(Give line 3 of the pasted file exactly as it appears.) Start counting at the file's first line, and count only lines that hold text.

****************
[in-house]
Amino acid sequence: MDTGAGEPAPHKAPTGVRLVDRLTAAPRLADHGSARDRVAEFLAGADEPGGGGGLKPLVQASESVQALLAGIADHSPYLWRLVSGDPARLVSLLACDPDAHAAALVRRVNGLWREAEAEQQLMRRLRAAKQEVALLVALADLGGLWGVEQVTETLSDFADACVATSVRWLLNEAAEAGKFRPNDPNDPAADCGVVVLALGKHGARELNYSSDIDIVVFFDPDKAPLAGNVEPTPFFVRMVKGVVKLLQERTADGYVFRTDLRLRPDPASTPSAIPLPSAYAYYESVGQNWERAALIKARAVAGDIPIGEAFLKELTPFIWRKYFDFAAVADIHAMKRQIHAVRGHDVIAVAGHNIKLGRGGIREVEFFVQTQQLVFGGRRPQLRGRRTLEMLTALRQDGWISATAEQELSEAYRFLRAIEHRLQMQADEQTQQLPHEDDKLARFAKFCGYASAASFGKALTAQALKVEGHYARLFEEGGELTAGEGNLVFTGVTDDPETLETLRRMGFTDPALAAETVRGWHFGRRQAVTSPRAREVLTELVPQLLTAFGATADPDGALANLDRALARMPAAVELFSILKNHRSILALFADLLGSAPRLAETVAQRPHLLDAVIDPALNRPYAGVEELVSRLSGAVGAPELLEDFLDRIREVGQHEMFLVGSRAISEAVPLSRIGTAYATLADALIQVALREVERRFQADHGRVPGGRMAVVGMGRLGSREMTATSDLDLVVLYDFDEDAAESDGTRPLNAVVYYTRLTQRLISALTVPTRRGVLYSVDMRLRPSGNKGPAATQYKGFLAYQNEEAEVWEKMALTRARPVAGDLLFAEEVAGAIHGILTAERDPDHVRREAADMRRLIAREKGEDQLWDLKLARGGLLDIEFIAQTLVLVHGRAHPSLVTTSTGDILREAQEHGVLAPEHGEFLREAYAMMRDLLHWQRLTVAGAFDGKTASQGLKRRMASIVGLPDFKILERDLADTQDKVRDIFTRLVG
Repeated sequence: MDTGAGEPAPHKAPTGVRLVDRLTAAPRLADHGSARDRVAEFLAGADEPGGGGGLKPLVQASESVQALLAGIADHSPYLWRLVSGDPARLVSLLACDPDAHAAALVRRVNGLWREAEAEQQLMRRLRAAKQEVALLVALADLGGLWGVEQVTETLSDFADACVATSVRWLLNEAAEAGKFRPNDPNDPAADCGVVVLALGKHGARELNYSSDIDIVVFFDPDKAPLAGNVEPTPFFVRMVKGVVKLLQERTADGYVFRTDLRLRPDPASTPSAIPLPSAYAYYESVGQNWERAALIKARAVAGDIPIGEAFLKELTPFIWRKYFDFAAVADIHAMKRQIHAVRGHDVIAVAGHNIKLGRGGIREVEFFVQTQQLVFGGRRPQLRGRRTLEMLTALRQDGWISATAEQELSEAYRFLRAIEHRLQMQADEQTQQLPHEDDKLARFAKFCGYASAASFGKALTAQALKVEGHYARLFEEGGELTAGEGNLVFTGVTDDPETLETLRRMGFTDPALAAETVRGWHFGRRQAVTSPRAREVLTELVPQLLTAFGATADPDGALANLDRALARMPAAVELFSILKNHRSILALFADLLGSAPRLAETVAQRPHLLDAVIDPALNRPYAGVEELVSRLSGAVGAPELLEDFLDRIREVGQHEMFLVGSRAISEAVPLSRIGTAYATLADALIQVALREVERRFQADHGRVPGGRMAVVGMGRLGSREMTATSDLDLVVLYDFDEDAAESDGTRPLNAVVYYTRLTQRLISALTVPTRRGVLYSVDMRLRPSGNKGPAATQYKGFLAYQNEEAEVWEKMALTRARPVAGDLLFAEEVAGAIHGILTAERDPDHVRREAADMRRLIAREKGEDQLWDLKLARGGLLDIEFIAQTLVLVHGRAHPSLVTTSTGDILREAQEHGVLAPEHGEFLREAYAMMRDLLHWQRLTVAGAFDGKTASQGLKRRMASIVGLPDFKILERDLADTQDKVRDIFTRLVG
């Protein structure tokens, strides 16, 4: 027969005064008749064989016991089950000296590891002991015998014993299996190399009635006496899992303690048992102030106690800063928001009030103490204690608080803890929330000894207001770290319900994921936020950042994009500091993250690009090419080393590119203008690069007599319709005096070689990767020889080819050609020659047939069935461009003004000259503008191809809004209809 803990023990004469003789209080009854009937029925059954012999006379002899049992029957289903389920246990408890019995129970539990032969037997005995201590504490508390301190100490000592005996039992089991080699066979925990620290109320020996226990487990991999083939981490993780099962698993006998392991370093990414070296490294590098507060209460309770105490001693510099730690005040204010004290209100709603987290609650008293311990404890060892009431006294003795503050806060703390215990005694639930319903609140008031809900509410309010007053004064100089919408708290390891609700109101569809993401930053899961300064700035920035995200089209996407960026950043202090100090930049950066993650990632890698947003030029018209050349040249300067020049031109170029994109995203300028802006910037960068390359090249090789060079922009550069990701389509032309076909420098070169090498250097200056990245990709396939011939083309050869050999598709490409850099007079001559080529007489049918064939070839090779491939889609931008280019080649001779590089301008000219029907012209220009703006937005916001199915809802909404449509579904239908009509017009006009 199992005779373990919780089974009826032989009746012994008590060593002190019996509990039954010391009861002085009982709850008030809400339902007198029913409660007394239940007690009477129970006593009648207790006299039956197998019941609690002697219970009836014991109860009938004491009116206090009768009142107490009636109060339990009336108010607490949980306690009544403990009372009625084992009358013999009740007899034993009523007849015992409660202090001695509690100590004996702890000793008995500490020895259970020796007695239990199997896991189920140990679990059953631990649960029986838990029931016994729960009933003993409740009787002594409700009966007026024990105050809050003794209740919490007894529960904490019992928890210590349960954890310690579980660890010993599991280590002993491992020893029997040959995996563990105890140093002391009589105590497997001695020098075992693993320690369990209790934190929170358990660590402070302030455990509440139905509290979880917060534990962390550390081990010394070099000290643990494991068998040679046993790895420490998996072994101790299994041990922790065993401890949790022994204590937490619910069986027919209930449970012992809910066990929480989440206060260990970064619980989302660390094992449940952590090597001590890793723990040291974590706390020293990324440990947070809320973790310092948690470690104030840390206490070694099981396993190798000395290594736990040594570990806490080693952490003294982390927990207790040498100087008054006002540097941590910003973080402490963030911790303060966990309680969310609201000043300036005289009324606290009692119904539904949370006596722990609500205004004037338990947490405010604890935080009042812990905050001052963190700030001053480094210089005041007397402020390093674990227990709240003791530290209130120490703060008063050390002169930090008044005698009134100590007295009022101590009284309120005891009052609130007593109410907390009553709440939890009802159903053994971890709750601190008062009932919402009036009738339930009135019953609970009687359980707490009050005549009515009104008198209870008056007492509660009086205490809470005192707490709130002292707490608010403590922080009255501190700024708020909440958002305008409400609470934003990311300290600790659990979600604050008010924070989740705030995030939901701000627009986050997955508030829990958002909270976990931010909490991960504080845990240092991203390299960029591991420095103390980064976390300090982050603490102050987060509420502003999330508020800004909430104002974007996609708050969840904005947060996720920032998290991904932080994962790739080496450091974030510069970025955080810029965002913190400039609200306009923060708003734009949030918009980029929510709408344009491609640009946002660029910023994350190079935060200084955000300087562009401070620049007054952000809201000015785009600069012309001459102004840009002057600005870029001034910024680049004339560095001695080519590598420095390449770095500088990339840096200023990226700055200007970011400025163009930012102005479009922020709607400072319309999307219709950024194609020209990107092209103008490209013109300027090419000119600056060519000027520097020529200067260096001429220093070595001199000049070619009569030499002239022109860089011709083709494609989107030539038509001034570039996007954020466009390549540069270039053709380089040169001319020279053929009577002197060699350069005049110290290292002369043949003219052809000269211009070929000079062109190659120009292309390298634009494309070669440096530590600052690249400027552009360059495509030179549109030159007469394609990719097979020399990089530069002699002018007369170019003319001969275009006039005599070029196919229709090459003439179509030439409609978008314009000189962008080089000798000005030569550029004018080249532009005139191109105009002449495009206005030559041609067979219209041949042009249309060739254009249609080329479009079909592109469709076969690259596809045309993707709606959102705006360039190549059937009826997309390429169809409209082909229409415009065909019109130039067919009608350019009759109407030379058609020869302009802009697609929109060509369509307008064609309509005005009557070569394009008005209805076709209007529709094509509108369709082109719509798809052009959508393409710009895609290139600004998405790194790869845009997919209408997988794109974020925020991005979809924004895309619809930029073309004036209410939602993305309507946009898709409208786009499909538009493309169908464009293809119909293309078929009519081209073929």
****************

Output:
Repeated sequence: MDTGAGEPAPHKAPTGVRLVDRLTAAPRLADHGSARDRVAEFLAGADEPGGGGGLKPLVQASESVQALLAGIADHSPYLWRLVSGDPARLVSLLACDPDAHAAALVRRVNGLWREAEAEQQLMRRLRAAKQEVALLVALADLGGLWGVEQVTETLSDFADACVATSVRWLLNEAAEAGKFRPNDPNDPAADCGVVVLALGKHGARELNYSSDIDIVVFFDPDKAPLAGNVEPTPFFVRMVKGVVKLLQERTADGYVFRTDLRLRPDPASTPSAIPLPSAYAYYESVGQNWERAALIKARAVAGDIPIGEAFLKELTPFIWRKYFDFAAVADIHAMKRQIHAVRGHDVIAVAGHNIKLGRGGIREVEFFVQTQQLVFGGRRPQLRGRRTLEMLTALRQDGWISATAEQELSEAYRFLRAIEHRLQMQADEQTQQLPHEDDKLARFAKFCGYASAASFGKALTAQALKVEGHYARLFEEGGELTAGEGNLVFTGVTDDPETLETLRRMGFTDPALAAETVRGWHFGRRQAVTSPRAREVLTELVPQLLTAFGATADPDGALANLDRALARMPAAVELFSILKNHRSILALFADLLGSAPRLAETVAQRPHLLDAVIDPALNRPYAGVEELVSRLSGAVGAPELLEDFLDRIREVGQHEMFLVGSRAISEAVPLSRIGTAYATLADALIQVALREVERRFQADHGRVPGGRMAVVGMGRLGSREMTATSDLDLVVLYDFDEDAAESDGTRPLNAVVYYTRLTQRLISALTVPTRRGVLYSVDMRLRPSGNKGPAATQYKGFLAYQNEEAEVWEKMALTRARPVAGDLLFAEEVAGAIHGILTAERDPDHVRREAADMRRLIAREKGEDQLWDLKLARGGLLDIEFIAQTLVLVHGRAHPSLVTTSTGDILREAQEHGVLAPEHGEFLREAYAMMRDLLHWQRLTVAGAFDGKTASQGLKRRMASIVGLPDFKILERDLADTQDKVRDIFTRLVG